Sunday morning, New York Times readers across the country faced a front-page profile of one female student's horrific experience with sexual assault at Columbia. Sexual assault has been in the spotlight since February, when the Blue and White published a story about Columbia's failure to properly adjudicate a repeat sexual assault offender. Two patterns have emerged in the dialogue since then. First: There is lack of accountability in the University's response to complaints. Second: There are flaws in student culture around consent. Perpetrators, the direct cause of sexual assault, are products of our very own Columbia community and culture. Columbians can and should hold University administrators accountable for their failures, but we also must take ownership of Columbia's culture around consent and support for survivors.
As alumni, it deeply upsets us to envision a future Columbia that still doesn't tackle this issue with the necessary thoroughness and sensitivity. Alumni donate to improve the quality of life and education for all students on campus, not to uphold a glossy reputation. We want to believe in the integrity of our alma mater, but we cannot if the University is mishandling instances of sexual assault or not giving survivors the support they deserve. Most importantly, rape culture is not limited to college campuses. As alumni, we want future students to leave Columbia with a thorough understanding of how entrenched rape culture is in our society and how it affects everyone.
The cases cited in campus and national media outlets over the last few months—including the recent federal complaint against Columbia—are not isolated incidents, and the cultural problems they indicate won't go away in a single semester or with a single set of policy changes. The larger issue is the University's people problem, as individuals involved in adjudication appear to mishandle the policies Columbia already has in place. This institution must properly instruct and prepare the people involved in the adjudication process. Columbia needs to critically reassess how and to what extent administrators, educators, and third-party professionals understand the many different forms sexual assault can take, not merely the graphic or headline-grabbing ones. Policy is useless if the individuals enacting said policy are not properly educated and trained. As we have seen, with an issue as complex as sexual assault, the cases rarely go by the book.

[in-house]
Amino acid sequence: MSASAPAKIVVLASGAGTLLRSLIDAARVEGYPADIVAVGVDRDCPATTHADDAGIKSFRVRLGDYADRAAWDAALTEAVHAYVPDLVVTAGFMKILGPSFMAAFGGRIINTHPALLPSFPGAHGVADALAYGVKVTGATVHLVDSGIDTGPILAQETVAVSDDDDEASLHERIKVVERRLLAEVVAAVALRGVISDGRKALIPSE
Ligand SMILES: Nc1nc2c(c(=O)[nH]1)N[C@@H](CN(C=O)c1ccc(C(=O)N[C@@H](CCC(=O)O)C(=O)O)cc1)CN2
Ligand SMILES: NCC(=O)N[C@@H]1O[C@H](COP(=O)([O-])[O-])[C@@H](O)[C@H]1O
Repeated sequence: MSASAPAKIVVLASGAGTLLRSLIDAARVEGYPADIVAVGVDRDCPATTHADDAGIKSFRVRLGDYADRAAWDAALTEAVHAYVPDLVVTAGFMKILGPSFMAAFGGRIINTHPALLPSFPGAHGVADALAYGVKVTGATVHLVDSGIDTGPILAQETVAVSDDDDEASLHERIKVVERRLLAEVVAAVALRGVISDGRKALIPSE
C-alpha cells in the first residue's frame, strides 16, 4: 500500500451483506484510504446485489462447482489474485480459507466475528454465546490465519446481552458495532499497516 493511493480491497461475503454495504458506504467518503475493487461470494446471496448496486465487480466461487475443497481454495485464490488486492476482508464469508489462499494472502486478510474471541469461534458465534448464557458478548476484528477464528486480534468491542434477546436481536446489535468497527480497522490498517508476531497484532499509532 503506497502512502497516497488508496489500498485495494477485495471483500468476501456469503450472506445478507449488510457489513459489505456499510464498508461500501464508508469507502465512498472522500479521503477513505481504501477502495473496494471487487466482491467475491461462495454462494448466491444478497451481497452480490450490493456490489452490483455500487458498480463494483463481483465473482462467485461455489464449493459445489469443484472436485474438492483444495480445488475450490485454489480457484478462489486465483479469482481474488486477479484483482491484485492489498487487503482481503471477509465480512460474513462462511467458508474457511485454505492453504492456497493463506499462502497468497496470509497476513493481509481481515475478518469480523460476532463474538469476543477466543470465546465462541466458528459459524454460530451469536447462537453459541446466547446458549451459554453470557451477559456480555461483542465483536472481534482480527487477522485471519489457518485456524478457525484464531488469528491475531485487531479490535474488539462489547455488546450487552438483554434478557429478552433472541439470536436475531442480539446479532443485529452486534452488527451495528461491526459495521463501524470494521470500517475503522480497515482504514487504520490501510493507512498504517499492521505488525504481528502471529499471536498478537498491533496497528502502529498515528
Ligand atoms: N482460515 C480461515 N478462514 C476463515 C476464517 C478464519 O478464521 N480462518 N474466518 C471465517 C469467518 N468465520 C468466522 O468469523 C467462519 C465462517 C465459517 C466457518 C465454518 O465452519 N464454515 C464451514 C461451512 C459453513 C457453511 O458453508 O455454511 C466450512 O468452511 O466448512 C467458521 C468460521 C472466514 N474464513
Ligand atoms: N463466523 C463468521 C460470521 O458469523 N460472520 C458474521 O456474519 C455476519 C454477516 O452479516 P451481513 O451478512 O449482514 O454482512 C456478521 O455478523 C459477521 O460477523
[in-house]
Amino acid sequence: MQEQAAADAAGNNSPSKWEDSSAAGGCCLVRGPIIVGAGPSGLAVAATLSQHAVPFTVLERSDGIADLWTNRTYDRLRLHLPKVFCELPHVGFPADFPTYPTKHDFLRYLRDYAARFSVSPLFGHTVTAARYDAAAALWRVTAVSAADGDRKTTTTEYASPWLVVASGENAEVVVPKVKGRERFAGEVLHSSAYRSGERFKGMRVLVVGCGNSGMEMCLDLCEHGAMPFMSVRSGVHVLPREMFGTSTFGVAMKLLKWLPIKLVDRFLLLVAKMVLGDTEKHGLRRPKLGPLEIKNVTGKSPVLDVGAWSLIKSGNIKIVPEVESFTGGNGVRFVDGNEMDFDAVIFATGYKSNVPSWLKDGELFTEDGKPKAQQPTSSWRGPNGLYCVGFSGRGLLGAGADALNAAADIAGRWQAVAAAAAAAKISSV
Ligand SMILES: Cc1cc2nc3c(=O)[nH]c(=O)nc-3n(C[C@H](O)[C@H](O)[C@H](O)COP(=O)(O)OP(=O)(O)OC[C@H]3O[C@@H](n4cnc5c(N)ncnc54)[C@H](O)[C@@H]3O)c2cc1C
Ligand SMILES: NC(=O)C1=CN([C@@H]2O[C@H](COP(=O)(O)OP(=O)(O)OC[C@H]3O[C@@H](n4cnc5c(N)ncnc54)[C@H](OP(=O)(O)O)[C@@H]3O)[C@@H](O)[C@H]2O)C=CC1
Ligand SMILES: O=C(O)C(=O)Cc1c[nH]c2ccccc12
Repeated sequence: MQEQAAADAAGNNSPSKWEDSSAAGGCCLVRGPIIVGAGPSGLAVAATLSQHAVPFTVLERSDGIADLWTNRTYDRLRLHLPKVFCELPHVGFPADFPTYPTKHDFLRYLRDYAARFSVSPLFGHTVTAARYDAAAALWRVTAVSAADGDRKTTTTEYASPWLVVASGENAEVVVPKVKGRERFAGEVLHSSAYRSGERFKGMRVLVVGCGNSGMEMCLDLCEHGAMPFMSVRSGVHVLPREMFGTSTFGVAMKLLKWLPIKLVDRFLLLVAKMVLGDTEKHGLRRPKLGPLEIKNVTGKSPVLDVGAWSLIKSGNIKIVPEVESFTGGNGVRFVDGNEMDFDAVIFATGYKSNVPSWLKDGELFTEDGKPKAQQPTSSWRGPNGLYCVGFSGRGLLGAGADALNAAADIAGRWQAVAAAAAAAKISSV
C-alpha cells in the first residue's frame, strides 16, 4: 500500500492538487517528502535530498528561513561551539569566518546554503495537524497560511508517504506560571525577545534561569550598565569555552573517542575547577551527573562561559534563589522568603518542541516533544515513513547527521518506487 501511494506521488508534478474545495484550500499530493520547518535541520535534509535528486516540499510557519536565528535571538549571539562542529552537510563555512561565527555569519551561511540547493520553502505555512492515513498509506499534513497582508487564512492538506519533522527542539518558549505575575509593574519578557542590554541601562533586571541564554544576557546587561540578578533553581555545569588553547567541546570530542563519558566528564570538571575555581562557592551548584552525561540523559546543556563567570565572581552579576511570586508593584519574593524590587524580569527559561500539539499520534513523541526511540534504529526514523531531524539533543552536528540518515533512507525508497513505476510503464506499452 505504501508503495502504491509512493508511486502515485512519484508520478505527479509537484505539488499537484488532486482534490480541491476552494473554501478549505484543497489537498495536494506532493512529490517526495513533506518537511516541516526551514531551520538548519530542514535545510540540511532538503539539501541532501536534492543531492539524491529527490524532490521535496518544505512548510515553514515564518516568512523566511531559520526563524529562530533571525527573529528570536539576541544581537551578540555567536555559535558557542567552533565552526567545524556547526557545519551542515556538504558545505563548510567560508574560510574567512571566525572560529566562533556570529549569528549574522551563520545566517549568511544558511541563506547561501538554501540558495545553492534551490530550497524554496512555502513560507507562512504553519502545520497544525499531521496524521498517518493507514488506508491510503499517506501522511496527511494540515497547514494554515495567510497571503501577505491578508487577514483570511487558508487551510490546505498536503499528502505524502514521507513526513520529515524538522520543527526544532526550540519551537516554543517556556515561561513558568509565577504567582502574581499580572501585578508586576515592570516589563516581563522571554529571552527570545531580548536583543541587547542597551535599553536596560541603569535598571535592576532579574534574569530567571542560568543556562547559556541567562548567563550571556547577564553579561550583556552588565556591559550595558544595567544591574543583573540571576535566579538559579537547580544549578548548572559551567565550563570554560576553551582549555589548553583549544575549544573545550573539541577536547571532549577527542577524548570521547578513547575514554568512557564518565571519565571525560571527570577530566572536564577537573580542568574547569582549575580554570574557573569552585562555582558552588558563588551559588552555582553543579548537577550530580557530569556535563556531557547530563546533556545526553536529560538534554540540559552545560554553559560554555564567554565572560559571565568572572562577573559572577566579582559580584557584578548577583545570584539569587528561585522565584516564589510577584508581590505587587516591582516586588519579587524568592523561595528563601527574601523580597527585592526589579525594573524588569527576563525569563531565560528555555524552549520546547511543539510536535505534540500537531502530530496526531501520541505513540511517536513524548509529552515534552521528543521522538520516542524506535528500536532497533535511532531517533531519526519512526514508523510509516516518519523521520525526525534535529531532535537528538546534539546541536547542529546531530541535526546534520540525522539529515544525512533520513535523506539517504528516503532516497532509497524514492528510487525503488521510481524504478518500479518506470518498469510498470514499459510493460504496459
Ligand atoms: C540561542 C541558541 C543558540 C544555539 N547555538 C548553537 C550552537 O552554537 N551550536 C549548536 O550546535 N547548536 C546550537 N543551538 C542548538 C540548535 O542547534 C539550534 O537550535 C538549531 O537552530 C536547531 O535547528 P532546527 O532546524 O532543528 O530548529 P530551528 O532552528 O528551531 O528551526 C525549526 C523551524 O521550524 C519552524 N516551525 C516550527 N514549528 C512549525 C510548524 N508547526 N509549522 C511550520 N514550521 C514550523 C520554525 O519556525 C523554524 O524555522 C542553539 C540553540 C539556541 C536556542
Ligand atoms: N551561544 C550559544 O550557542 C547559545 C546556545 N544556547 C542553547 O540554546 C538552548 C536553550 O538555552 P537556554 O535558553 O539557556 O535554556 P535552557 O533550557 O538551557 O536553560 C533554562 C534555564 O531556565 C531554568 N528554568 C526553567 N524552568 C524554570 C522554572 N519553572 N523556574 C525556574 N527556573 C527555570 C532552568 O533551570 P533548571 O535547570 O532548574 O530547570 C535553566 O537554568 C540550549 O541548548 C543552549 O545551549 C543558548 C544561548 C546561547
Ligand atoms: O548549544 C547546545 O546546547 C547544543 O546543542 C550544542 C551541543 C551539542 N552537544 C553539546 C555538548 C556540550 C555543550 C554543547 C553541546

We are proud of student groups such as the Coalition Against Sexual Violence, Columbia University College Democrats, and No Red Tape Columbia, which are bringing mainstream attention to this issue in a serious and conscientious way. We are also grateful for other groups, including Take Back The Night and Columbia's Rape Crisis/Anti-Violence Support Center, whose unsung work over many years has provided ongoing support and resources for survivors.
We trust these groups and others will continue to hold the University accountable. It's up to us, as alumni, to do our part in holding Columbia accountable and supporting students from afar. Campus-level success, though, requires another step. It's up to all students to stand up to sexual assault or harassment when they see it happening. It's up to all students, particularly juniors, seniors, and student leaders, to serve as role models for new students who don't necessarily understand consent and too often see sexual assault as merely a statistic. It's up to all of us to ensure our actions reflect the values we want the University to embody. It's up to all of us, not just an active few current students, to take ownership of Columbia's culture by cultivating a climate that embraces consent and supports survivors.
Ben Cotton is a CC '11 graduate. Hannah D'Apice, CC '12, is a member of the Columbia University Club of North Texas and Columbia College Women. Andrea García-Vargas, CC '13, is a member of the Columbia University Alumni Representative Committee. Andrew Hitti, CC '13, is a member of the Columbia Venture Community. The authors are all former managing board members of Spectator and members of Columbia Alumni Allied Against Sexual Assault.
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